This is an interesting topic; I didn't really separate myself from "the traditional", I know and love it but it doesn't limit me. To confuse an instrument with a form is an artistic limit. The tres, like any other instrument, is a tool and the tool is not the one that sets the barriers, they can only be set by the creator himself. Even recognizing the historical importance of the Cuban tres throughout its short life, as an instrument even leader of a part of the most important genres of our popular music, it is essential to blur those limits to do what I want to do: to break with the routine of the formal. The important thing about the forms is the content behind them, you can tell when someone is trying to do something new and there is no content to support it. I try to do my best, I try to expand the potential of expression of this instrument and, through it, to know myself without fear, to look deep inside myself.

On the other hand, there have been many tres players that I have had as references in my first years as a student: those of the old school (Arsenio Rodríguez, Chito Latamblet, Isaac and Papi Oviedo, El Niño Rivera, Rigoberto Maduro, Pancho Amat...) and also the more contemporary ones (César El LentoRenesito Avich, San Miguel, Cotó, Guillermo Pompa...). All of them have different styles, different ways of playing... So, let's ask ourselves: what is playing the tres? The genre? The way of playing? Because obviously when I play a son or a changüí I know what the codes are, but I don't submit to that.

It is normal that there are detractors of the new, but I try to expand the language of the instrument and I am in full search of my own. Music and forms are cyclical, they advance in a spiral through the different currents and times in art; to speak of a certain music is like speaking of a frozen photograph, since in reality music is constantly moving, transforming itself, sometimes maintaining the routine or sometimes breaking it. There are a thousand examples in history and, in fact, as a student I was surprised that, in a documentary about the tres, the great musicologist Radamés Giro sensed that some of the young tres players would probably be interested in jazz, pointing out that he believed it was an instrument capable of anything.

The Cuban tres is in the process of growing from many directions and I like that. It means that our culture is expanding. I understand that some of these creative processes could hurt the sensibilities of people who are extremely traditionalist, but the world needs these movements and art is the most accurate way by which we can know ourselves better. Sometimes it is also important to look inward without taking too much into account the "truths" that we have inherited from others (society, country, language, school, family...).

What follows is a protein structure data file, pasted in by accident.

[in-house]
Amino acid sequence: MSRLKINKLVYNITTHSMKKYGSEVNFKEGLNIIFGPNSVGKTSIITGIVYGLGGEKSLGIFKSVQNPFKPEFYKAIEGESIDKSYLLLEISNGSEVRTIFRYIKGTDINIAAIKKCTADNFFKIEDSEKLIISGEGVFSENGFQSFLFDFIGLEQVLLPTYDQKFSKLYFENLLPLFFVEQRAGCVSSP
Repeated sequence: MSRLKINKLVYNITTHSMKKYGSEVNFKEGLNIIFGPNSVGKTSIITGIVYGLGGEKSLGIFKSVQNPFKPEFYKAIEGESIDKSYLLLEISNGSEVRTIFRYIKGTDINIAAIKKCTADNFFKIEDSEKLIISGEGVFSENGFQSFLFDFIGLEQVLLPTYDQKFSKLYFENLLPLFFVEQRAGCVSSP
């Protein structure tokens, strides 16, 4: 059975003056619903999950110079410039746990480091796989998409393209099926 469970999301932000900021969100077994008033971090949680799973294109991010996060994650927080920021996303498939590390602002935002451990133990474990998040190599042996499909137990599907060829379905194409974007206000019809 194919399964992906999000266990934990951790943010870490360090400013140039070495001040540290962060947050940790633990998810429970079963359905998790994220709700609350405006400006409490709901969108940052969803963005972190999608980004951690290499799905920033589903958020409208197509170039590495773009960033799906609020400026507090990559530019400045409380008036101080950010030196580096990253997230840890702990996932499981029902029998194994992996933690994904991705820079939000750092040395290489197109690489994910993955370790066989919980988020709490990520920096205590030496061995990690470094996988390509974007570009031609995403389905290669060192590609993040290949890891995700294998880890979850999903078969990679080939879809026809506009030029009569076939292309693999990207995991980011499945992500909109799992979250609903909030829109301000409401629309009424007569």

We should let art guide us, learn to enjoy diversity, stop comparing and judging other people's creative processes, let everyone see Cuban art and defend it in their own way and not impose "this or that is playing tres". Of course, many people will continue to believe that, but at least for me, it doesn't stop me.

At what points in your life did the Ensemble Interactivo de La Habana and Nuevo Trio arrive? What does each of these groups represent for your personal and professional development?

They were the perfect platforms to do what every artist needs, which is to keep growing all the time. At EIH, for example, I experienced the improvisations and the performances craziest of my life. When there is diversity and space, you can express yourself freely and that makes you enter into a sort of healing process of knowledge; you must forget that you know how to play or - better said - you must play what you are afraid of, what we don't know. This project is like a university of spontaneity, improvisation and contemporary collective composition. I met Pepe Gavilondo (director of EIH) through Yasel Muñoz, with whom I played in his quartet, and soon I began to be present in several concerts of the Ensemble until I became a more formal member. It was interesting, because when there is so much freedom, chaos lurks; so while very natural and spontaneous, it was a very demanding process, with weekly rehearsals in which ideas and concepts were shared about how to improve a piece of music. performance totally improvised. The main topics in those meetings with the EIH were composition, theatricality in music, poetry, technology applied to music, orchestration, etc. It's not as boring as it sounds; they really are a group of friends and excellent musician-artists creating for the love of art. If I had to sum it up, I would say it's like living a residency on contemporary music, in Havana.